I do not find that any witness testified that the insured had ever made excessive use of alcohol as a beverage. On the other hand, a dozen or more witnesses gave testimony to the contrary. Two of Fugate's business partners and one of his foremen, all of whom saw him practically every day; the vice president of the bank, which made open loans to him, who was in constant personal contact with Fugate and had investigations made about his use of alcohol; a neighbor whose home was located approximately fifty to sixty feet from Fugate's home and who had an occasional drink with him, saw him constantly and was close enough to hear if anything unusual went on in the home; a salesman of heavy equipment who made a number of sales to the deceased and investigated his standing in the community, including his addiction vel non to the use of alcohol; the deceased's fishing companion, and a half dozen others gave positive testimony that they had never known him to drink to excess and had never heard of his excessive use of alcohol. The chief underwriter for the insurance company who had studied all of the file, admitted that the file contained nothing but favorable comment concerning the insured and alcohol. The twelve-page retail credit report containing statements from friends, business associates and neighbors of the deceased showed without dispute that nobody knew or had heard of any excessive drinking by the insured.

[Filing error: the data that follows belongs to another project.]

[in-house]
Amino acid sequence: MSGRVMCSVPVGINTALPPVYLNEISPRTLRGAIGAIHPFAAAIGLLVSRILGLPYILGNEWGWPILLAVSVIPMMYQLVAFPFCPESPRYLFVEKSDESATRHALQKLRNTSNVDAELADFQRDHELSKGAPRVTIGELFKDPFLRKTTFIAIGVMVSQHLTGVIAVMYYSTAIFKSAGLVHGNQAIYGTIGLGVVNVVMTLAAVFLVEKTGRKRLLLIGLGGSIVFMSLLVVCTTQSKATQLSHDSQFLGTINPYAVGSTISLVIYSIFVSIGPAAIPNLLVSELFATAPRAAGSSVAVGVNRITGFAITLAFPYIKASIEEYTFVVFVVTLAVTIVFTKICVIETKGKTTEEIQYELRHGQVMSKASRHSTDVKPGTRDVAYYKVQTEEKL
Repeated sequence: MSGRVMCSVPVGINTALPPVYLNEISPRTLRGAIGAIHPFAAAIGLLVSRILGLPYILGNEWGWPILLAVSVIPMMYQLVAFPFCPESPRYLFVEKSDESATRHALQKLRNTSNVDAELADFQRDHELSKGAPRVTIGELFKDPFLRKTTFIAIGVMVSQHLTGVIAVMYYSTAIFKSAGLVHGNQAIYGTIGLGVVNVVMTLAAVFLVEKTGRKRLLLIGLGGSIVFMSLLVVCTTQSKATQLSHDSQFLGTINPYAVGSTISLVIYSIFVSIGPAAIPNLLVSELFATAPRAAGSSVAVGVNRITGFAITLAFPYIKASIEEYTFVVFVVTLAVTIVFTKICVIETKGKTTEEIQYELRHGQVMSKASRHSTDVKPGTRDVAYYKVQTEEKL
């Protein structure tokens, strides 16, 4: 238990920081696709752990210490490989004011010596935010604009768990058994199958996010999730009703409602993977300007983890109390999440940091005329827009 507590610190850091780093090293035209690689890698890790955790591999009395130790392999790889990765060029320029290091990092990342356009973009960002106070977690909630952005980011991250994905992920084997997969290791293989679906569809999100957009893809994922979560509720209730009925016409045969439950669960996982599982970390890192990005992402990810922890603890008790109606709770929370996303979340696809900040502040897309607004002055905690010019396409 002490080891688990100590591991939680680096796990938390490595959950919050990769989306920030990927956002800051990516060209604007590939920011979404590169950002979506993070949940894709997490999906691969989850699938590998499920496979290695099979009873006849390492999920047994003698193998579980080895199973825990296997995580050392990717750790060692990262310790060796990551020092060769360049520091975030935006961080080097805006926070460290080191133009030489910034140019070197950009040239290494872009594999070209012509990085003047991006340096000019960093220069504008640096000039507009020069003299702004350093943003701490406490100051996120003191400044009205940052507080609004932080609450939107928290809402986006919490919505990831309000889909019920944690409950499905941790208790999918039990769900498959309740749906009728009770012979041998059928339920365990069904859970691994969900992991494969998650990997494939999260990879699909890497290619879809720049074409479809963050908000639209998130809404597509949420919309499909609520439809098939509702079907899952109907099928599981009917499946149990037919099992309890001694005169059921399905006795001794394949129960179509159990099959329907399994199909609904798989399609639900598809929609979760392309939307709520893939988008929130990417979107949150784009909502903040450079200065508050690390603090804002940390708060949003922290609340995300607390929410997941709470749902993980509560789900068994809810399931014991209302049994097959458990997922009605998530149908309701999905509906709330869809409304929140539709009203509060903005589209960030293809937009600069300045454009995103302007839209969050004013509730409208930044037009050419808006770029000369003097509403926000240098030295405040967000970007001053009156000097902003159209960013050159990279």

The case was tried below by a Judge of long experience who, for many decades,
The evidence which I have briefly outlined, coupled with the fact that Fugate applied for the insurance only after he had been importuned at his home three or four times by the insurance agent who stressed that he should take out a policy because he was subject to the constant hazard of working with heavy machinery, which was his line of business, I think points to the soundness of the trial court's statement to the jury.
It is axiomatic that questions of fraud are normally for jury decision. This Court once said:
All of this fails to take note of the universally accepted fact that fraud must be established by clear and convincing evidence and the party asserting it has the burden of proving it with reasonable certainty by a preponderance of convincing evidence.
I respectfully dissent.
"Misrepresentations, omissions, concealment of facts, and incorrect statements shall not prevent a recovery under the policy or contract unless either:
"(1) Fraudulent; or
"(2) Material either to the acceptance of the risk, or to the hazard assumed by the insurer; or